Depending on where you live, your electric bill can be super expensive, no matter which season we’re in. You run the AC during summer and the furnace during winter. We don’t seem to get a break.
Smart devices can go a long way in saving you some cash. Smart sprinklers, for instance, stop watering when it’s raining and monitor to ensure you’re not wasting water. Tap or click for the features to look for when upgrading your sprinkler system.
But what about the rest of your home? Most electronics continue to consume energy when they’re “off.” Why does this occur, and what can you do about it? We’re here to answer these questions and help slash your power costs brought to you by our sponsor, SimpliSafe.
Why do appliances stay on when powered off?
When certain appliances are powered off but still plugged into electrical outlets, they passively consume electricity. This is referred to as “phantom energy.” Most of these devices draw an insignificant amount of energy, but others, such as those listed here, suck a higher quantity of power, earning the title “energy vampires.”
Research shows that when enough devices are plugged in, the standby power can equal 20% of your electric bill. Here are some of the most significant contributors:
1. Chargers: Have you made it a habit to leave a charger or charging cable plugged in next to the couch or other convenient location? As handy as this practice is, the charger will continue to draw power. When your fully charged cellphone remains plugged into an outlet, it will continue to drain your home’s electricity.
2. Computers: Most of us don’t bother turning off our computers. Instead, we put them into sleep or hibernate mode. While these settings allow the computer to turn on quickly, it can be a drain on your electric bill. If your desktop has a monitor with a separate power supply, it will consume energy in this lower power mode.
3. Televisions: When you turn your TV off, do you notice its power light turns red? If so, this indicates your television is still sucking electricity. Note that most newer TVs have a listening feature that your voice or other devices can automatically turn on despite being “turned off.”
4. Streaming boxes: If you have a streaming box for your TV, any time you power it down, it continues to use energy to record shows you’ve scheduled. The device requires power to receive a signal from its remote anytime.
5. Game consoles: Ever turn off your game console before completely shutting down your last session? Though keeping them on allows you to pick up where you left off, it requires the devices to remain powered. Of course, during any period your gaming system is off, your console continues to perform tasks like installing software updates.
6. Printers: Do you turn off your printer at all? Or do you leave it in standby mode when you’re done using it for the day? This habit ensures your printer sucks up electricity at all times. If your printer is wireless, be aware it requires more energy due to maintaining an active Wi-Fi signal, even when powered down.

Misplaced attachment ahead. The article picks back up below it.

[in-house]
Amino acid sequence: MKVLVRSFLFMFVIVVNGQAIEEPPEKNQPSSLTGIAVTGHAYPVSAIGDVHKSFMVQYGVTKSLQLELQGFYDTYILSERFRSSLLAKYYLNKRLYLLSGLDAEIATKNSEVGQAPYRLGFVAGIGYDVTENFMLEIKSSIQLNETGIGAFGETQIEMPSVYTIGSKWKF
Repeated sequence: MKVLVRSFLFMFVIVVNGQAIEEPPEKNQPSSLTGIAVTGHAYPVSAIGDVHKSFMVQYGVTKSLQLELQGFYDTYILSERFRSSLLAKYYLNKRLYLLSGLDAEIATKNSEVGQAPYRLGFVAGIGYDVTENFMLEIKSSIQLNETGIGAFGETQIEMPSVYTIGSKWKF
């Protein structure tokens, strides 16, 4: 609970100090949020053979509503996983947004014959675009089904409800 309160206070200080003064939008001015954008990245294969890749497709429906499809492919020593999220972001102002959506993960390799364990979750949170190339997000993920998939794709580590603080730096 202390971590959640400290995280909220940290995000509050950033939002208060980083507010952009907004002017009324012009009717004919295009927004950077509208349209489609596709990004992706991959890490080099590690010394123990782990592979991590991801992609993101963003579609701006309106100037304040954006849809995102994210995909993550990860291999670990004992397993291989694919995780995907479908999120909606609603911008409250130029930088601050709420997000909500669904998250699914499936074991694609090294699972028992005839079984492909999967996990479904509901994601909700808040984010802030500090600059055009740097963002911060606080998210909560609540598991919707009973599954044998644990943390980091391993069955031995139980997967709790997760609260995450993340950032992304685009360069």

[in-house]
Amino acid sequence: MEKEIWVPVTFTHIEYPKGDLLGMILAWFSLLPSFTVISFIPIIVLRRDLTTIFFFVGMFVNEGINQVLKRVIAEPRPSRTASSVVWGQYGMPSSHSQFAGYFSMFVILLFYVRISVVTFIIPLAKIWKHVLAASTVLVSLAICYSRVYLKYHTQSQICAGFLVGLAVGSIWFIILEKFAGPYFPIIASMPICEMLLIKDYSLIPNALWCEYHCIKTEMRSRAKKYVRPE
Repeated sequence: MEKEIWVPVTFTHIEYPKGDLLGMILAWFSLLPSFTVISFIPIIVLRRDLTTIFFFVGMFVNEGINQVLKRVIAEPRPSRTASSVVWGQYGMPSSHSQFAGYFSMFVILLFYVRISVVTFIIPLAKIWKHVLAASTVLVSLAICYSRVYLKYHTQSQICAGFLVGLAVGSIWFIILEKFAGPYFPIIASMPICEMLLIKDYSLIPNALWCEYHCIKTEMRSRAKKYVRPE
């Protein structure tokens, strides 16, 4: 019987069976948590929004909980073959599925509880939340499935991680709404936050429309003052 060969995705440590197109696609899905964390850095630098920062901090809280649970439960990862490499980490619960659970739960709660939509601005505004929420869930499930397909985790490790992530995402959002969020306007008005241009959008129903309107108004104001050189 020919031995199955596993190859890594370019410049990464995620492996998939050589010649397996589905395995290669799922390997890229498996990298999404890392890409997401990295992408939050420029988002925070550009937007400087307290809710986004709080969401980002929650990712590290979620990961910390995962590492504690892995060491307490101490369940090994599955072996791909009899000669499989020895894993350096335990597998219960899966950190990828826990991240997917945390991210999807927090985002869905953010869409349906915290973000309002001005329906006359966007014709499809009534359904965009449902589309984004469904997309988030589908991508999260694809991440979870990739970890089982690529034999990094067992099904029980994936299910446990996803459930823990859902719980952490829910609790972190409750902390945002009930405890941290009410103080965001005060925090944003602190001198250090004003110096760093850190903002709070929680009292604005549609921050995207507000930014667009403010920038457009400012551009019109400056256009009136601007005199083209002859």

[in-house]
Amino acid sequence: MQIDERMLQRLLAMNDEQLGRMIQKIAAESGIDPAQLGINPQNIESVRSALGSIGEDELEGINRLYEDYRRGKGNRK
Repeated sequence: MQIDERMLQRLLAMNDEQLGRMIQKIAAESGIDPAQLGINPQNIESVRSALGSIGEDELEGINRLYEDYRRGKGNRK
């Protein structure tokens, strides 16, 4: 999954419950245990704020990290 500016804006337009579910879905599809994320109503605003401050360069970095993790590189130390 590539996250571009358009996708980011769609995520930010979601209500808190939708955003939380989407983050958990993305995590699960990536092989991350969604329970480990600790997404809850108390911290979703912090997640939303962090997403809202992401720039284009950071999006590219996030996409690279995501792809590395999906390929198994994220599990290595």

How to reduce or stop energy vampires
Beyond the unrealistic recommendation to unplug all devices when not in use, there are ways to reduce and stop wasting electricity, including using energy star appliances, outlet timers, surge protectors and standby power killers.
Energy Star appliances – Energy Star is the Environmental Protection Agency (EPA) program that certifies devices that meet various energy efficiency standards. While using Energy Star appliances will not eliminate your phantom power issue, it will decrease energy consumed when your appliances are both on and off.
Outlet timers – The use of outlet timers, such as this handy mechanical model, will not stop powered-off appliances from sucking electricity; however, they can reduce power consumption by turning off devices and equipment that are left on by mistake or are in standby mode.
Surge protectors – Surge protectors and power strips have come a long way from protecting a few household appliances. Why not make turning off your office devices simple with a surge protector power strip that can accommodate various outlet sizes and has USB ports for charging cables?
Plug all your devices’ power cords into one surge protector to ensure that your equipment’s energy pull is equivalent to unplugged devices when you turn the power strip off.
Standby Power Killers – Equipment like your TV should be unplugged to stop it from racking up kilowatts on your energy bill; however, you can eliminate this phantom power by merely plugging your television into a TV Standby Killer. This device plugs into a standard wall outlet and uses an infrared sensor to determine when you turn off your TV using its remote. Once detected, your television is OFF, not in standby mode.
Don’t let energy vampires suck your home’s electricity. Unplug your devices, install some power-saving gadgets and slash your energy usage.
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